We got lunch daily from Cosentino’s Market Downtown. It was really terrific to have a grocery store right in the middle of downtown, complete with a huge hot buffet line, hot sandwich line, salad bar, espresso, gelato, fruit, etc. It was fast, affordable, tasty, and easy to take “to do” so we could eat outside in the park.

Gordon Biersch Kansas City
On Tuesday we decided to wander down to the newly renovated Power and Light District. It seems to be lots of chain restaurants and bars and it was happening. The Gordon Biersch menu looked the same as it does in Seattle. Their fish tacos, homemade veggie burger, and burger with blue cheese and bacon all got rave reviews from our table. Props to this chain for offering low-cal menu sections and low-cal drinks (even if we ignored them!).

ingredient restaurant
1111 Main St Kansas City, MO 64105
ingredient restaurant boasts fresh ingredients and custom made salads, sandwiches, or salads with a sensitivity to food allergies. I had their gluten free pizza of the day + half salad for $8. Hooray for their good GF pizza crust that was soft (hard, brittle, or crumbly like many)!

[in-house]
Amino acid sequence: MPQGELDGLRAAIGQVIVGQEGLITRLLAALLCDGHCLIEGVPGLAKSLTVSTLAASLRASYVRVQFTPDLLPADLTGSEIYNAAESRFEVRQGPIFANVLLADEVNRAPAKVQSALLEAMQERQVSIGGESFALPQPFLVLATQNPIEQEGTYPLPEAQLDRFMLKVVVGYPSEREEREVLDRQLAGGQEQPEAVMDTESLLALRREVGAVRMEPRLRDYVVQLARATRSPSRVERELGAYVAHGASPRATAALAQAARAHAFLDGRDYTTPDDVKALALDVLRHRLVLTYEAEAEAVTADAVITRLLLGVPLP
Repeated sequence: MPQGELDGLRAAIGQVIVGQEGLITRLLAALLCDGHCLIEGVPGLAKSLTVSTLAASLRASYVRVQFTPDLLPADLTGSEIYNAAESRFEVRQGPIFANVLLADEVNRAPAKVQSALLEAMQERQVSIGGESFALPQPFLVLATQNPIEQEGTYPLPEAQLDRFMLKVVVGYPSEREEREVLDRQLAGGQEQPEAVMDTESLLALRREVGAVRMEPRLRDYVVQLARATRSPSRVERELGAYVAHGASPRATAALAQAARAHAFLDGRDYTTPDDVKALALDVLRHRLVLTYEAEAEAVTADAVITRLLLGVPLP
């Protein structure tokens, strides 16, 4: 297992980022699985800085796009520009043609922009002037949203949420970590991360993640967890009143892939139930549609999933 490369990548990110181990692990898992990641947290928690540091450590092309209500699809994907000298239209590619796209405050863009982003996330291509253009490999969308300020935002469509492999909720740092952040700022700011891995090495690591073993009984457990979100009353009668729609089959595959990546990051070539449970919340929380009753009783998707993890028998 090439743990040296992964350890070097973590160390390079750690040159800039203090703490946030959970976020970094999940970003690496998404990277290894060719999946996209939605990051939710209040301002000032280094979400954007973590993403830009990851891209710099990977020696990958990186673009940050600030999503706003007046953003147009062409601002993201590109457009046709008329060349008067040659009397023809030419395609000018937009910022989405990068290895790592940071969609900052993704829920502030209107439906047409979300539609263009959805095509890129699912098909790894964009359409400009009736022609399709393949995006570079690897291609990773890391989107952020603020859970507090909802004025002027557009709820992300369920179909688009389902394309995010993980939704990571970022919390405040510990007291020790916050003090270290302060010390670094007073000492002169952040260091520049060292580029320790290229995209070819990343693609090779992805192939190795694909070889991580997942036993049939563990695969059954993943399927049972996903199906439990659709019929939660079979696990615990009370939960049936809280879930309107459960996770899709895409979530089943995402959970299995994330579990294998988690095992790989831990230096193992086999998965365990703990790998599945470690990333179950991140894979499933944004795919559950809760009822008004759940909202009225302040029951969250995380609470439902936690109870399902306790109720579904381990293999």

Kansas City Royals baseball at Kauffman Stadium
We had great tickets for the Royals vs Baltimore Orioles… $29 tickets for $15 (group rate, no fees). We were very near the field, the stadium had entertaining food options (like the brisketacho!), was nicely renovated with LED lit fountains, etc. I also enjoyed their on-screen antics like the Kiss Cam (which resulted in lots of cuteness and only one eager dude who publicly got the hand) and crazy hair cam (which was a little questionable if feelings might be hurt, but did find lots of awesome hairdos, including the super smiley guy with awesome mullet who won a free haircut from a sponsor). Also, showed a video of Garth Brooks playing “Friends in Low Places” which got the whole stadium to it’s feet dancing and swinging beers from side to side (including yours truly). :)

Kansas City Marriott
The hotel has two historic properties connected by a skywalk, both overlooking a downtown park. We stayed here for work and was impressed by their super low rates, nicely updated guest rooms, huge high ceiling lobbies, great fitness center with pool on 22nd floor, nice views of downtown, etc. They gave us all of our meeting rooms for free (since we had so many people in guest room). Only downsides were, like many big chain hotels, they charge $10/day for in-room internet and didn’t offer free continental breakfast.